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  • Subject: Re: CUT BACK IRIS?
  • From: neilm@charter.net
  • Date: Sun, 05 Aug 2001 16:48:49 -0000

--- In iris-talk@y..., Nick Zentena <zentena@h...> wrote:
> On August 4, 2001 10:53 pm, neilm wrote:
[I may try cutting back foliage in] that area of the garden.  The 
trouble is, that acknowledges the growth cycle of the iris, not the 
borer.  It's worth a try, is it not?"
Nick Zentena responded:  "I thought the idea behind cleanup was to 
get the eggs out of the garden. If you cut down the number of over 
wintering eggs you cut down the problems next year.--Nick"

Neil continues:
As I have often done, I did a logical shortcut there, omitting 
several steps in a chain of thoughtful consideration....Let me fill 
in the gaps.

In that colder (6b) area of the garden frosts have a tendency to 
pond, and iris foliage gets frost-burned long before the other area 
begins even to slow down growth.  Dennis Kramb's sanitation procedure-
-using cutting back the foliage as a borer control measure--does not 
interfere with his iris's energy cycle, as they are in a similar 
condition in Ohio as mine are in my 6b area.  His are through 
growing  for the year, but he's talking about early October, an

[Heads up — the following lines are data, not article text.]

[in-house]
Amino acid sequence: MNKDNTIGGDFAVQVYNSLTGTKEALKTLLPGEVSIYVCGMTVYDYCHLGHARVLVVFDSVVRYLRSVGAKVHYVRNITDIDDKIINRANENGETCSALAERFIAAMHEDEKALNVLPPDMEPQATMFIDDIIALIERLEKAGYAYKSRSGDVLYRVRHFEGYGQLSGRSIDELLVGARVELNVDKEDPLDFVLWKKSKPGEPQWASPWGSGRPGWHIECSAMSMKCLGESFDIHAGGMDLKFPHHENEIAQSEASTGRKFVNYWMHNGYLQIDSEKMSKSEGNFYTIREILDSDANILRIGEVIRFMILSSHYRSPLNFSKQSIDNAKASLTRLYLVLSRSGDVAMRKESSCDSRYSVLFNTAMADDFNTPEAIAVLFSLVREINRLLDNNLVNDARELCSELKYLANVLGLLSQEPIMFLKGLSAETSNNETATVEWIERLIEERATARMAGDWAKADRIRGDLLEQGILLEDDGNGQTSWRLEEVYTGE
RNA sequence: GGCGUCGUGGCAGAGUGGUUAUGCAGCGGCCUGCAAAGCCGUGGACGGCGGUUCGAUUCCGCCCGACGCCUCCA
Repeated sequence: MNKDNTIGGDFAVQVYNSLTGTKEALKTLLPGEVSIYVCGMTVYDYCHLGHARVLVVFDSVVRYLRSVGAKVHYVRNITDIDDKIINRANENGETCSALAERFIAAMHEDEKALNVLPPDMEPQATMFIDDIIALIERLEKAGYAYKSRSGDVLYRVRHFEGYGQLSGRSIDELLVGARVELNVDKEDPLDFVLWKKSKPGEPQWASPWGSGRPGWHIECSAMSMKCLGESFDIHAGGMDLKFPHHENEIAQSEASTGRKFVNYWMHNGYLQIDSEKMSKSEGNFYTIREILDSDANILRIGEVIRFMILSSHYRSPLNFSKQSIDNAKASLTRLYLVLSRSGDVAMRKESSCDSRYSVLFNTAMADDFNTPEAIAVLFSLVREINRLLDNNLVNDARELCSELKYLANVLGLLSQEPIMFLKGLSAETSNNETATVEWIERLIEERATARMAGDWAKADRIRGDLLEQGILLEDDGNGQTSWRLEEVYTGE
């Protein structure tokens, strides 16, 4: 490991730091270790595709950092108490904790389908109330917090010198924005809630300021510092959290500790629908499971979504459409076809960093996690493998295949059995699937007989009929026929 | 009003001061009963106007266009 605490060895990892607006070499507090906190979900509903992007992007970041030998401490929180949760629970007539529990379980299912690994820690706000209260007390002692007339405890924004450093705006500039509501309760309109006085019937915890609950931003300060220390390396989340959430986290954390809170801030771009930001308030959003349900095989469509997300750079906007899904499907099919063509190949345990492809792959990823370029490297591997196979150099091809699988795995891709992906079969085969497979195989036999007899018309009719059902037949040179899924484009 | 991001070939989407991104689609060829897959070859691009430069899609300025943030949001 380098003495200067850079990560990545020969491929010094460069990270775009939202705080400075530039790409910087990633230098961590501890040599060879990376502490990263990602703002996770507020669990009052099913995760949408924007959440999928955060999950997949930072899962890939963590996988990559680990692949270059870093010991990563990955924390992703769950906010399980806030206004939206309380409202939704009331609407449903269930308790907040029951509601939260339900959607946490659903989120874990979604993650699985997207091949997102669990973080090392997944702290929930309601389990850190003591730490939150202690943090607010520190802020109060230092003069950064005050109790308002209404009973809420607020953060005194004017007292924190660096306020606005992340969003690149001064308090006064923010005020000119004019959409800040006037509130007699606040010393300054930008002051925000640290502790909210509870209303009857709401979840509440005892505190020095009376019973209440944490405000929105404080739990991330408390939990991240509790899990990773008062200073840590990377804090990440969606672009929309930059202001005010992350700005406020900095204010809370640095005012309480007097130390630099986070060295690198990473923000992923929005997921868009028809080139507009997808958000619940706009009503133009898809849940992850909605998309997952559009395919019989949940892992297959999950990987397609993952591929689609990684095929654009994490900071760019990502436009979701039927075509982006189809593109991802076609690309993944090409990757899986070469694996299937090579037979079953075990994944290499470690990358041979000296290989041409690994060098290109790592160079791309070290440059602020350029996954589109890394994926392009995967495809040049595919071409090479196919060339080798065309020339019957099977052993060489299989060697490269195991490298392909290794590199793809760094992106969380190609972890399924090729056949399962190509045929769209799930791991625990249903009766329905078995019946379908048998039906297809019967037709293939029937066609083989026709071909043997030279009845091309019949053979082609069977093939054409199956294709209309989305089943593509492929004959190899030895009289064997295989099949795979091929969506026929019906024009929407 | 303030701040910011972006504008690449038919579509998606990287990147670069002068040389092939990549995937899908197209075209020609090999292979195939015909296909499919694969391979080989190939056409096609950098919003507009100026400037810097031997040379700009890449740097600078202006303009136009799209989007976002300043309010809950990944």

effective time for borer control by removal of potentially egg-
infested foliage from the garden.

I'm quite a bit longer in season, and by late October or the first 
week of November my foliage in the cold area reaches a stage similar 
to what his was a month earlier.  The borer life cycle, however, may 
be timed differently, also due to the latitude and season-length 
difference, but if I do the cut back (as I now plan to do for that 
zone) I am taking a chance that I may also intercept a vector 
(infected leaves) and by removing them also accomplish some effective
borer control.

My risk is that I expose the rhizomes and crowns of the iris in the 
frost pocket to potential winter injury by removing their natural 
insulation--their foliage, damaged but still present.

"It's worth a try" was intended to be understood as to be saying--the 
risk of damage is of less importance than the chance of better borer 
control, is it not?

I'm still learning.....

But all of this is aside from the original question about cutting 
back iris foliage--DURING the active growing season.  I had a thought 
about that a day or two ago that may shed some light on the question:

When was the last time you saw a mowed lawn in bloom?  In other 
words, gone to seed?  And I'm not talking about Dandelions.

Grass, cut back, grows vegetative tissues to replace those lost 
(i.e., leaves).  Fruiting, reproductive tissue (seed heads in grass, 
blossoms and pods in iris) depend on mature foliage present and 
having done its job, along with some hormonal and nutritional 
balances that are radically disturbed by mowing--or foliage cut 
back.  That's why I am so adamnt about not doing the leaf cut during 
active growth. There's an equation--good leaves now, good bloom later.

Neil Mogensen  zone 6b/7a near Asheville, NC

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